To the Sea, to the Sea! The white gulls are crying,
The wind is blowing, and the white foam is flying.
West, west away, the round sun is falling.
Grey ship, grey ship, do you hear them calling.
The voices of my people that have gone before me?
I will leave, I will leave the woods that bore me;
For our days are ending and our years failing.
I will pass the wide waters lonely sailing.
Long are the waves on the Last Shore falling,
Sweet are the voices in the Lost Isle calling,
In Eressea, in Elvenhome that no man can discover,
Where the leaves fall not: land of my people for ever!’

The theological/philosophical cause of sea-longing isn’t mentioned as much in Lord of the Rings itself, but is more important in The Silmarillion. When the world was first created, Tolkien says:

It is said by the Eldar that in water there lives yet the echo of the Music of the Ainur more than in any substance else that is in this Earth; and many of the Children of Iluvatar hearken still unsated to the voices of the Sea, and yet know not for what they listen.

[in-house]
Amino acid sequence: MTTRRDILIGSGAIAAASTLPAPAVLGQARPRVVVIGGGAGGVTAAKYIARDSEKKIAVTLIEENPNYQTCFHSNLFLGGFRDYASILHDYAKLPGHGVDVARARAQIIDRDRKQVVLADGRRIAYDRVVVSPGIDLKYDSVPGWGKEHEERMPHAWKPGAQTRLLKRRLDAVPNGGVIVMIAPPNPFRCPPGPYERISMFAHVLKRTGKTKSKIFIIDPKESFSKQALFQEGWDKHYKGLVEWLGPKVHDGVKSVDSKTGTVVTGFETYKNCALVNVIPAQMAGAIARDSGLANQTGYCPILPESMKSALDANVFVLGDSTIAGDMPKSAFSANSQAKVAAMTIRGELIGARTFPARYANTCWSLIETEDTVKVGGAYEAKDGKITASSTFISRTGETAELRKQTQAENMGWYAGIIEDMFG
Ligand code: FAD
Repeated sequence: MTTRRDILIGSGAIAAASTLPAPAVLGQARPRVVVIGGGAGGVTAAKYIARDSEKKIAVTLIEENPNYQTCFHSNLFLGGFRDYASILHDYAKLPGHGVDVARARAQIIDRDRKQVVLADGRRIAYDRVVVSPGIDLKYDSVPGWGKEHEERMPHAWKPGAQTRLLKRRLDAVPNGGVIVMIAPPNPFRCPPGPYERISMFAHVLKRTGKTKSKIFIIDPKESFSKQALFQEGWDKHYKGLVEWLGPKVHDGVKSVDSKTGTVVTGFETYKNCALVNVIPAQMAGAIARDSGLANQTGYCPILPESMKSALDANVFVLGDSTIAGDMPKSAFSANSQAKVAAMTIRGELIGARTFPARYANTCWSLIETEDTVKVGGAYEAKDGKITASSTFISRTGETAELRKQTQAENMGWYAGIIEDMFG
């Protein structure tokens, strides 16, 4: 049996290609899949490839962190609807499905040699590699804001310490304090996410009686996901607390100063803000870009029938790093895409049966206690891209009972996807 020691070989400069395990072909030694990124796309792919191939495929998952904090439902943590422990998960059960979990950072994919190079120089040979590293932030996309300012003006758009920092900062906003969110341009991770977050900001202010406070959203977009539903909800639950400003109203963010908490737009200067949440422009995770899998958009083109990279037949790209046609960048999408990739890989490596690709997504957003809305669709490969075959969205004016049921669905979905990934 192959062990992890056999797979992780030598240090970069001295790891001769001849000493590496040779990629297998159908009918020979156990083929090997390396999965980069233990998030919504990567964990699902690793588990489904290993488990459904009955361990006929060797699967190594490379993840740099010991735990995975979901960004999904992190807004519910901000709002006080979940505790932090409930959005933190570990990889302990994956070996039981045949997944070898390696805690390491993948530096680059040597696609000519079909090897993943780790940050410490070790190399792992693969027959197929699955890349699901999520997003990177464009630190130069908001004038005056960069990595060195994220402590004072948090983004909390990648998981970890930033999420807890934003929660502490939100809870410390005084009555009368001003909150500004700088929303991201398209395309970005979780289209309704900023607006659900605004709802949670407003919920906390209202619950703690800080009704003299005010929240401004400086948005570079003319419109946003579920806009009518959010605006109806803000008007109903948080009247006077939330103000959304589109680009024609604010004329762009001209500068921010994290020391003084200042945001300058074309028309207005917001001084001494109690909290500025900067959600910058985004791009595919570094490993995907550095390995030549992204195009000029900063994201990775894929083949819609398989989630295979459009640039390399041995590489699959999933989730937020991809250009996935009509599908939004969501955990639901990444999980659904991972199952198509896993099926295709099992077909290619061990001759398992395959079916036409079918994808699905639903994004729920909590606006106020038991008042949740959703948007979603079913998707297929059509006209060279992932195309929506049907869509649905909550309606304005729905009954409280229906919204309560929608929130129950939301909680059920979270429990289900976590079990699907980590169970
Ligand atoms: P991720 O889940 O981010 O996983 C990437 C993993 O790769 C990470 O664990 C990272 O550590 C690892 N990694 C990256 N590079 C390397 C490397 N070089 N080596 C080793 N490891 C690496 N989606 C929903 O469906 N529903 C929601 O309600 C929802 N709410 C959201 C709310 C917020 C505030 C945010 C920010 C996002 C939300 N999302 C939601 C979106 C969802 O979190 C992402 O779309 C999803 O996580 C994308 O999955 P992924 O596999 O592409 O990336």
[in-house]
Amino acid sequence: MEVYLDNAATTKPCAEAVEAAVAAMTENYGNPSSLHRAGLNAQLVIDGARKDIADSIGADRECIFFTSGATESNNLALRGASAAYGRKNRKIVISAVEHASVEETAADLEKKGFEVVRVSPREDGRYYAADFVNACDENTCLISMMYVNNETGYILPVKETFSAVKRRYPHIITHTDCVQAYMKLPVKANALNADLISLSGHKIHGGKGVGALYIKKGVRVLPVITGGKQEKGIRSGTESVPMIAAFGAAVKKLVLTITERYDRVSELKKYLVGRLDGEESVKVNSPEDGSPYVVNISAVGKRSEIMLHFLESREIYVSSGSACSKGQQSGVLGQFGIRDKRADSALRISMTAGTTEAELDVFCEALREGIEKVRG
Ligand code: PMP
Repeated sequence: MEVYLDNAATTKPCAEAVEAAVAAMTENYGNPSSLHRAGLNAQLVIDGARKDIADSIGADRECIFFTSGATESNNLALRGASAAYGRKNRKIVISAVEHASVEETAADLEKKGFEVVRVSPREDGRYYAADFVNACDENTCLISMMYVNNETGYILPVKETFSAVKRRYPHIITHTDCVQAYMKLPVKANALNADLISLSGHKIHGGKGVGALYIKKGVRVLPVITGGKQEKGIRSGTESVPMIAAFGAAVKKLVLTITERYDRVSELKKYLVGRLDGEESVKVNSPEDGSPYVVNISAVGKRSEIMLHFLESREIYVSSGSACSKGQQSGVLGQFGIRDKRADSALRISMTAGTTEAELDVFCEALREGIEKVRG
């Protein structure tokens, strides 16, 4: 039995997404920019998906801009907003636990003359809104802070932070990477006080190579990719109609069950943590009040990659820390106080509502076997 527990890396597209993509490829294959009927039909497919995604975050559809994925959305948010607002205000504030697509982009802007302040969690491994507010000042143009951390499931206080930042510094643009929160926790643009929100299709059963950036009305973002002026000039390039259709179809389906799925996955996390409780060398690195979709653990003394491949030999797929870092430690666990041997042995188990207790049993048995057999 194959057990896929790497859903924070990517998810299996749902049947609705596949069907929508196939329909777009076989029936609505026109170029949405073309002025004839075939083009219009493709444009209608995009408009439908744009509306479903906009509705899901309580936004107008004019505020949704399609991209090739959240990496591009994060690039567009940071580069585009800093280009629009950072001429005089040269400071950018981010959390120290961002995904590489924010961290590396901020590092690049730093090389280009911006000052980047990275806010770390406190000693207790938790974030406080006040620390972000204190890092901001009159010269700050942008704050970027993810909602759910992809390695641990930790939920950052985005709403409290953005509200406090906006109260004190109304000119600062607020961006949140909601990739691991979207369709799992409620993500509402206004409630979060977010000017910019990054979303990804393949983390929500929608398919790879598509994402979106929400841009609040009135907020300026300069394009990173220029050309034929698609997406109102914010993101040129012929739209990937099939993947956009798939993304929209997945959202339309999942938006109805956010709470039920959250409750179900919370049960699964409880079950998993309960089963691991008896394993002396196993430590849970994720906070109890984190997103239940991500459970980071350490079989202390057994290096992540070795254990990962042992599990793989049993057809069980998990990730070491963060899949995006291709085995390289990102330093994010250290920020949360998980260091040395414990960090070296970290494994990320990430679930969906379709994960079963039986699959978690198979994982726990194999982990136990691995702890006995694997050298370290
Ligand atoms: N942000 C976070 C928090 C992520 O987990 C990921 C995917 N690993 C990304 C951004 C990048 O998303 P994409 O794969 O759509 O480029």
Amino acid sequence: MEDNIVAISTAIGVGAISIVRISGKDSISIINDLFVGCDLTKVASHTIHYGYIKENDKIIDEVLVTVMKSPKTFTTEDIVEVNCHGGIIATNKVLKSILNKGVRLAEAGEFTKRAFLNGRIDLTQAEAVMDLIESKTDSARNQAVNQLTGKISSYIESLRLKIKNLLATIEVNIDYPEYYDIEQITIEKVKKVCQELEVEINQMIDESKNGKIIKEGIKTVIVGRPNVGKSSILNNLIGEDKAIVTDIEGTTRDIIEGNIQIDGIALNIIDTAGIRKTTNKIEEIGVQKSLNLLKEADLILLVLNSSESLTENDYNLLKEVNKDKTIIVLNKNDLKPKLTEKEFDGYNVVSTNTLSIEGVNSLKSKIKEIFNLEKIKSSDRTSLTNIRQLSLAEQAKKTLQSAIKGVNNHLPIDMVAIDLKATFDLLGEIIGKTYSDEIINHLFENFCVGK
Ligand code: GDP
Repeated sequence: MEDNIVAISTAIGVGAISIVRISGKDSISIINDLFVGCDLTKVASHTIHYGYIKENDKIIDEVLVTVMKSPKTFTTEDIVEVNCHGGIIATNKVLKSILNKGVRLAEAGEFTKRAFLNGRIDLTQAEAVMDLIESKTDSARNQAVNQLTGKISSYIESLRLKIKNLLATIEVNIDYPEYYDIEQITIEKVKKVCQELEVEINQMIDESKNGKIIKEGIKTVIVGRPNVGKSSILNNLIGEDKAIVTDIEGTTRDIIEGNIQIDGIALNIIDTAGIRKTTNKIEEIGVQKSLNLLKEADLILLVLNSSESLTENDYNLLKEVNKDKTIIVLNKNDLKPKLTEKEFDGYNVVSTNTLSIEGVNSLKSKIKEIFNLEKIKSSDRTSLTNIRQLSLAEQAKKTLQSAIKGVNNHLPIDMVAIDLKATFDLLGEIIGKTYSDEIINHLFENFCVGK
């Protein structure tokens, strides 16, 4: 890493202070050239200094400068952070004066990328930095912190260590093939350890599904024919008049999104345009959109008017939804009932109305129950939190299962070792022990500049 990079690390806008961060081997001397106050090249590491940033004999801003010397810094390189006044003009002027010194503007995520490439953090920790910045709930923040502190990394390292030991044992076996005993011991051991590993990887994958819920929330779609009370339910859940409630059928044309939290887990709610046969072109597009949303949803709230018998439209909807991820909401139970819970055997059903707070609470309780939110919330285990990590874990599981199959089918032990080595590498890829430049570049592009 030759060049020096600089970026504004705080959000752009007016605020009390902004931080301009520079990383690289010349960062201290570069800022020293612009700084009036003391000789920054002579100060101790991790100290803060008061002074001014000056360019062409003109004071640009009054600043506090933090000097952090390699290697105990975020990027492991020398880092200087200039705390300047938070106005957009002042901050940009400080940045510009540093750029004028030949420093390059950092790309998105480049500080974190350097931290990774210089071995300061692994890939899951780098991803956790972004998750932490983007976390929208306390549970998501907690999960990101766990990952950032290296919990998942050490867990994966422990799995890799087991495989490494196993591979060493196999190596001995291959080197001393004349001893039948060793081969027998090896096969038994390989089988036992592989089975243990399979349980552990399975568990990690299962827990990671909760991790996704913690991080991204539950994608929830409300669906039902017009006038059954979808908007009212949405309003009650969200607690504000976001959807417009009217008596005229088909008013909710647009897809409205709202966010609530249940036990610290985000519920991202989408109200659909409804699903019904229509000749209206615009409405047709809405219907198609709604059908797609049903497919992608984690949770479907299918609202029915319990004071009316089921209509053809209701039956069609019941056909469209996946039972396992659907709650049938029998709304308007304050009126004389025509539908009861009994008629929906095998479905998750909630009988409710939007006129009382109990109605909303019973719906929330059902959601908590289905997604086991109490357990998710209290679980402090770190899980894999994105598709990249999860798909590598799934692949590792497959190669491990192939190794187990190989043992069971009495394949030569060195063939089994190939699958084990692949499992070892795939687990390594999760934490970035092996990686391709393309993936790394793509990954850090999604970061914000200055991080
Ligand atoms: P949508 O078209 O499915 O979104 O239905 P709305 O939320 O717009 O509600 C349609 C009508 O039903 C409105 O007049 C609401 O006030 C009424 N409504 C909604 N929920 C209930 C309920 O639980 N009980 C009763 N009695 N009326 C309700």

What Tolkien’s saying here, basically, is that in the ocean there exists still the echo of the song that made the world - the song of the Valar, the Maiar, and Iluvatar. So, even though the elves don’t necessarily recognize this, they’re drawn to the sea because of this music.

Interestingly enough, it seems that sea-longing was not solely experienced by elves. Tuor was often described as experiencing “an unquiet” when it came to the sea, and eventually felt drawn to sail west towards Valinor, even though he was mortal. And several Numenoreans are described the same way. I think this has more to do with the theological significance of the sea, since sea-longing is never attributed to “normal” men - the Numenoreans were taught a great deal by the Maiar, and so might have been more “spiritually sensitive”. And Tuor was chosen to be a messenger for Ulmo, the Vala who was the “Lord of Waters.” I think that the men who experienced sea-longing did so because they were sensitive enough to such things to be affected by the echo of the Music of the Ainur/etc.

SOURCES: LOTR, The Silmarillion, The Unfinished Tales (“Aldarion and Erendis”)